8 Brilliant Social Media Tools for Event Promotion

11 Mar 2013

Posted by Tiffany St James

The era of broadcast tweeting is over. With smart and engaging use of social media, you can create great audience interaction and increase uptake of your live events. Here’s how.

1. Set up event-specific digital and social channels

Make branded, specific event pages on the web and most audience-relevant social platforms. For example, Facebook, Twitter, YouTube and Flickr.

2. Don’t make a hash of your #hashtag

Choose a #hashtag that sums up your event concisely. But before you start publicising it, search for it in both Google and Twitter to make sure it hasn’t already been used for an event or will pull up a Twitter username. Consider adding the year to personalise something common.

3. Make booking easy and social

There are plenty of great tools that let you share and track online registrations. Try Facebook eventsEventbrite or EventElephant. Encourage and reward social sharing by thanking and commenting upon social reposting of your materials.

4. Enable and empower your promoters

Give your partners, sponsors and speakers packages of rich, digital content so they can easily shout about the event on their own social channels and networks. This type of content could include:

-web links to their profile with social sharing button

-Facebook posts

-blog posts


-suggested tweets

Send as one package, then drip feed them more content during the build-up.DM them time-pertinent messages to retweet.

Make it easy for them to share.

5. Build a Twitter speaker list and share it

If you’ve got speakers at your event, compile them into a list on Twitter. Let everyone on the list know it’s there and share it socially. You can follow the list using a Twitter client such as Hootsuite to see how it’s performing too.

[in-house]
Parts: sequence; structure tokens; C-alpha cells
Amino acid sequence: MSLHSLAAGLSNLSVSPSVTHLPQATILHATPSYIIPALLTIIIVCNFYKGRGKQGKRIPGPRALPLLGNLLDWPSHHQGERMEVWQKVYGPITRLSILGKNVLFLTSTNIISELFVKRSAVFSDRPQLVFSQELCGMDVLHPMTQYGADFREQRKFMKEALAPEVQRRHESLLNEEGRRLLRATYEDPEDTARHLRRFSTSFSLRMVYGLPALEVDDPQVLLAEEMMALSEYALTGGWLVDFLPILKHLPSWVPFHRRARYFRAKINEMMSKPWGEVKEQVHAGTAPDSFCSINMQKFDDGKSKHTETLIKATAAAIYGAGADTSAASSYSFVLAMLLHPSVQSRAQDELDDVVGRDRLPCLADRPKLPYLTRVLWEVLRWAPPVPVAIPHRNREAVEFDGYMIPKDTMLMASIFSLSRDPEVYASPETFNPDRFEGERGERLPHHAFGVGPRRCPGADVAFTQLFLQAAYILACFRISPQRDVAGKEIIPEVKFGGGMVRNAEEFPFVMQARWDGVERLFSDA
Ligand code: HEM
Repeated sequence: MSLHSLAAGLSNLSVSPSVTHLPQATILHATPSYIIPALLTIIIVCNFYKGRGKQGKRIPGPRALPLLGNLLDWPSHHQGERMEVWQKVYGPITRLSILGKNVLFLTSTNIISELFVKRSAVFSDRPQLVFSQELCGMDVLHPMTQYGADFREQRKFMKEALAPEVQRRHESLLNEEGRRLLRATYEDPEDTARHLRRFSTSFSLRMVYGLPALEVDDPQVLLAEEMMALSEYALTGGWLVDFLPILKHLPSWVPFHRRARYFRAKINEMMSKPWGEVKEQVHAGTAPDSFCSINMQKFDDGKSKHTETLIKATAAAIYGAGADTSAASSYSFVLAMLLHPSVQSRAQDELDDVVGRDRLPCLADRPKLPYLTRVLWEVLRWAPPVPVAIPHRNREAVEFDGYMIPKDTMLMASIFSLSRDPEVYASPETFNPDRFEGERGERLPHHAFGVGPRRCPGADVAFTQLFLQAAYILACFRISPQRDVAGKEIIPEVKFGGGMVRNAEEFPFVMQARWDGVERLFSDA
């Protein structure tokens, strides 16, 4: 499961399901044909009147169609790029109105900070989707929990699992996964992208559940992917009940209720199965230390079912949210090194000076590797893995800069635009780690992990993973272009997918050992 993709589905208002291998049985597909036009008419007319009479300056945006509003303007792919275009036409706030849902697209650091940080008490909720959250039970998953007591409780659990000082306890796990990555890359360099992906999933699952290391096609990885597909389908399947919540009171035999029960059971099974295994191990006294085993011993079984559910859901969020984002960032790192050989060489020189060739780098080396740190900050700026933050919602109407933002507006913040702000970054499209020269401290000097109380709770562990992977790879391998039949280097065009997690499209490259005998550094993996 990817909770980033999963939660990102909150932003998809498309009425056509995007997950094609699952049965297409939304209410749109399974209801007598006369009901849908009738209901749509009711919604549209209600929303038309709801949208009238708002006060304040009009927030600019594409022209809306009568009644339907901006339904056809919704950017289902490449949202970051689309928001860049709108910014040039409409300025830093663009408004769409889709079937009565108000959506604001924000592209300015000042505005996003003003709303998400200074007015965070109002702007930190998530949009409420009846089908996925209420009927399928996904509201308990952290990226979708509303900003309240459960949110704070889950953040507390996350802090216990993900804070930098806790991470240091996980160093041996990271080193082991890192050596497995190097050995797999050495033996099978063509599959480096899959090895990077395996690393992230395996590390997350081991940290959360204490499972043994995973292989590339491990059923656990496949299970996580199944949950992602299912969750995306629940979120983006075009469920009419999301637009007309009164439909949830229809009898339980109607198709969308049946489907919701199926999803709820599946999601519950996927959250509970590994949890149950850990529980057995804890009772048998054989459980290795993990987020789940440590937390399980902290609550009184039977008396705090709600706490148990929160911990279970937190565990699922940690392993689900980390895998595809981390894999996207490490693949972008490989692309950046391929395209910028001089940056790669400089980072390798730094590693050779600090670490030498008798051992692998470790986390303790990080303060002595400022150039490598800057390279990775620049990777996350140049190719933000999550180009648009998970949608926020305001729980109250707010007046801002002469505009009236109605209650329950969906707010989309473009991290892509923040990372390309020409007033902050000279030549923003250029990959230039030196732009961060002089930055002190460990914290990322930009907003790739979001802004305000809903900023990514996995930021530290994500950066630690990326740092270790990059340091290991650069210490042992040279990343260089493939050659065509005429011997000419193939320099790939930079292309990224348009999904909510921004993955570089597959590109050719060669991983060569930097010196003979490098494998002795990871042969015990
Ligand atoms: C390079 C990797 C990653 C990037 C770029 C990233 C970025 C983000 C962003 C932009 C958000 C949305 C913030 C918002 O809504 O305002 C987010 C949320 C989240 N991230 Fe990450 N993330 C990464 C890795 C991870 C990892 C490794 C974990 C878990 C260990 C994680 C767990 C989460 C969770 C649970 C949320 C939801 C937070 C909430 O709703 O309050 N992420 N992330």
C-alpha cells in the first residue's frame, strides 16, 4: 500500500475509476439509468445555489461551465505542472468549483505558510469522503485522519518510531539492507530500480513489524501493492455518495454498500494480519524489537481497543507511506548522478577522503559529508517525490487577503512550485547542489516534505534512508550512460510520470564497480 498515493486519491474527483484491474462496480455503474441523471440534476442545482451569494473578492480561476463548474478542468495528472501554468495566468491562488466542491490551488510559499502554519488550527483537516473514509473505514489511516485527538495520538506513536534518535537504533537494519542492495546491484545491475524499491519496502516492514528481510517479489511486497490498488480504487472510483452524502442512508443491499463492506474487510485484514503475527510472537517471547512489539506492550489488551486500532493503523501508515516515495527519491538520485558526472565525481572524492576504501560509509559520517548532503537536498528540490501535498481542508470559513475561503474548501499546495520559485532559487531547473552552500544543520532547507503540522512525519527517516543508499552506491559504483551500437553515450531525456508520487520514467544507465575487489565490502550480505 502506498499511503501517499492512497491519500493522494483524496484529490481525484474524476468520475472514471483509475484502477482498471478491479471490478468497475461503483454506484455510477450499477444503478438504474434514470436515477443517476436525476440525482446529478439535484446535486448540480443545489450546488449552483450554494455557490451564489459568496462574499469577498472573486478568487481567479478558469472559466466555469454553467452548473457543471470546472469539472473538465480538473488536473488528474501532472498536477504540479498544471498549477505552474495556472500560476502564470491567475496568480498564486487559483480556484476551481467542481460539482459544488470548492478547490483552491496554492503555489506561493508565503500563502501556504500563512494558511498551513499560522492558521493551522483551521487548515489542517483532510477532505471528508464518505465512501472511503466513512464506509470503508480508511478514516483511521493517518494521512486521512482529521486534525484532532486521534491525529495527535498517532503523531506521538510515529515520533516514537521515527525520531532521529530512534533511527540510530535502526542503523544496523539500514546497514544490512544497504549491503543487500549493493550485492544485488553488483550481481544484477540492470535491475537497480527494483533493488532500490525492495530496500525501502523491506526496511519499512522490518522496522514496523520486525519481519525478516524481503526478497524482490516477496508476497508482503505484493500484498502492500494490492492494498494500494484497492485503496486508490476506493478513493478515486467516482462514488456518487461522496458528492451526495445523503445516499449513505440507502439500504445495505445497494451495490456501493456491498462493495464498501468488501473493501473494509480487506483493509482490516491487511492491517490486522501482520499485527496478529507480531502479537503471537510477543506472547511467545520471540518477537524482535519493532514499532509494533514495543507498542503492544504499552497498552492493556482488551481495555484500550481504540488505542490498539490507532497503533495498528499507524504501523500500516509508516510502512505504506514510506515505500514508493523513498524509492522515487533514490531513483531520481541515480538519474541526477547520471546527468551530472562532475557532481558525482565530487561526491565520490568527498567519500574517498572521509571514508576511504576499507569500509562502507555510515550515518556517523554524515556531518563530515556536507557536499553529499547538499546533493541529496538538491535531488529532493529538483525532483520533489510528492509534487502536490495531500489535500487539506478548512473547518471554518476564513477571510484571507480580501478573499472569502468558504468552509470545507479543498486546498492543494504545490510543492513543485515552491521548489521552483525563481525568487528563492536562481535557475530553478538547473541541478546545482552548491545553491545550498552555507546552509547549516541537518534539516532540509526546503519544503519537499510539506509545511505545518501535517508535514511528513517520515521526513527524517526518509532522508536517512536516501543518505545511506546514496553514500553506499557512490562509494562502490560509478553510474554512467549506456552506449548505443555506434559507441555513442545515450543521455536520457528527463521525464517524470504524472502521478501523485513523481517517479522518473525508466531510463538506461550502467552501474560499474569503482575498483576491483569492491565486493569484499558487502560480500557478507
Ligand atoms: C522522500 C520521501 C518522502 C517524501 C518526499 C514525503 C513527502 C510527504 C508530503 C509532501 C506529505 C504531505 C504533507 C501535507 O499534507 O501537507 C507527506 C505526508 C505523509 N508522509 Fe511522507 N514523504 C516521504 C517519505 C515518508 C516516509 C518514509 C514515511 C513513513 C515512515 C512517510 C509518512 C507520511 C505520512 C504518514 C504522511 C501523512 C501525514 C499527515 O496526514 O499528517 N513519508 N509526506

6. Set up your engagement tools

Set up Twitter listening tools, for #hashtag mentions, Twitter account event name mentions, event name mentions, subject matter mentions, partner promotions, sponsor mentions, speaker mentions. Track them so you can thank, engage and amplify. Some good free or low cost tools include HootsuiteTweetDeck, and SocialBro.

7. Consider building a buzz aggregator

With a little fiddling in WordPress and other blogging platforms, you can bring all the social media platform widgets into one elegant page showing all the social chatter, blogs and tweets before the event to stimulate interest and build excitement. Here’s one for last year’s UK Government’s unconference for example, UKGovCamp2012

8. Use and customise tracking URLs

You’ll want to track which channel, as well as which key influencers are most successful, for your marketing, right? Sign up for an account with url shortening service like bit.lytiny url, or Google’s own. By doing this, you can customise your URLs and send different ones to partners, sponsors and speakers.

Use a separate tracked url for your press releases, Facebook and Twitter, too. You’ll be able to see which sources gave you the most traffic and be able to tailor your marketing better in the future. Remember: you can set different tracked urls that all come back to the same page, so be creative.

Tiffany St James
Posted by Tiffany St James

Tiffany is the BIMA Group Chair of Universities - enabling better engagement between Digital Industry, Academia and Government to help ensure graduates have better opportunities to work within Digital Industry and Digital Industry has better access to emerging talent. Tiffany is a C-suite digital strategist advising large national businesses, governments and global businesses embed better digital capability. Her management consultancy Transmute helps leaders embed digital change programmes, maps digital capability, builds corporate universities and embed stronger professional capability. Clients include: BBC, Big Lottery Fund, Channel 4, HP, Google, The Guardian, Microsoft, National Trust, Norton Rose Fulbright, TalkTalk, The Telegraph, UK Government, Viacom. Tiffany previously held the post of Head of Social Media for UK Government and Director of Comms for Directgov she launched working with Cabinet Office and Sir Tim Berners-Lee.  She was the strategic lead in Cabinet Office for social media, the first role of its kind. Tiffany is one of the inaugural Tech City100, a TED Speaker, a tech columnist for The Drum and is regularly listed as one of the UKs Top 100 Digital Marketers. Tiffany wants to help Britain become a digital powerhouse, nurturing digital talent is what she jumps out of bed for and pursues through BIMA, Lecturer for Google’s We Are Squared, Digital Trainer for Marketing Agencies Association and a graduate of MIT for Design and Development and Education Technology.

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